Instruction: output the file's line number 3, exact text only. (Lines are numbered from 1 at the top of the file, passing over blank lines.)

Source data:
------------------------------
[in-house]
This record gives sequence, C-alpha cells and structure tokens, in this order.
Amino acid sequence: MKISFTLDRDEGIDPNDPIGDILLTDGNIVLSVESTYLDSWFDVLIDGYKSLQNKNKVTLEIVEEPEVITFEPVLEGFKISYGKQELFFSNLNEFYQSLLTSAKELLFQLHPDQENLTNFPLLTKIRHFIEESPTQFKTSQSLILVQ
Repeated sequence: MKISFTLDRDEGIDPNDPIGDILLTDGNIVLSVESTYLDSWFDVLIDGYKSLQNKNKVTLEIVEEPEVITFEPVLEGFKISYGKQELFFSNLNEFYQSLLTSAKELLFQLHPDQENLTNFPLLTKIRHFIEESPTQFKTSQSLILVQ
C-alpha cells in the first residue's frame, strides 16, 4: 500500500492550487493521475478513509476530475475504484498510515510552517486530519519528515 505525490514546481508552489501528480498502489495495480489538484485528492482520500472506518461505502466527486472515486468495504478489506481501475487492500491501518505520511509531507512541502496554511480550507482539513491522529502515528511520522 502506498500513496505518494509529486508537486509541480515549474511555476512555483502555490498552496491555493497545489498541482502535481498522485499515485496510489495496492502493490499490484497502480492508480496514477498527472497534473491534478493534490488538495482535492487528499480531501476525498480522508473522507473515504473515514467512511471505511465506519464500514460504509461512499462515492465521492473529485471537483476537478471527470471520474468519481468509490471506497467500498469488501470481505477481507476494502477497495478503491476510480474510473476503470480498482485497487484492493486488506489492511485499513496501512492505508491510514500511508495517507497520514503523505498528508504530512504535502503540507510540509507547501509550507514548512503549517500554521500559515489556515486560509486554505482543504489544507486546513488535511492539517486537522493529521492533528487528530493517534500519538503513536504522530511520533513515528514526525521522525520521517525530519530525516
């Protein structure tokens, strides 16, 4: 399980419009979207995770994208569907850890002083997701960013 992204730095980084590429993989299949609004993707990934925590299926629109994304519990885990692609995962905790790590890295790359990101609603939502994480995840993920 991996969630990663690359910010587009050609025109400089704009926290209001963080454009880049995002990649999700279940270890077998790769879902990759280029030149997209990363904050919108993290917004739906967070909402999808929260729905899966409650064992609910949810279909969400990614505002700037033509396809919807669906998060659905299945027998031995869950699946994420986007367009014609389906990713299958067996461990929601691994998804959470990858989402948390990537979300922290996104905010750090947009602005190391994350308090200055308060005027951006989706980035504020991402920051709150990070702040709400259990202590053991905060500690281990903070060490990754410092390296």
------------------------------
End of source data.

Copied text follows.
Amino acid sequence: MKISFTLDRDEGIDPNDPIGDILLTDGNIVLSVESTYLDSWFDVLIDGYKSLQNKNKVTLEIVEEPEVITFEPVLEGFKISYGKQELFFSNLNEFYQSLLTSAKELLFQLHPDQENLTNFPLLTKIRHFIEESPTQFKTSQSLILVQ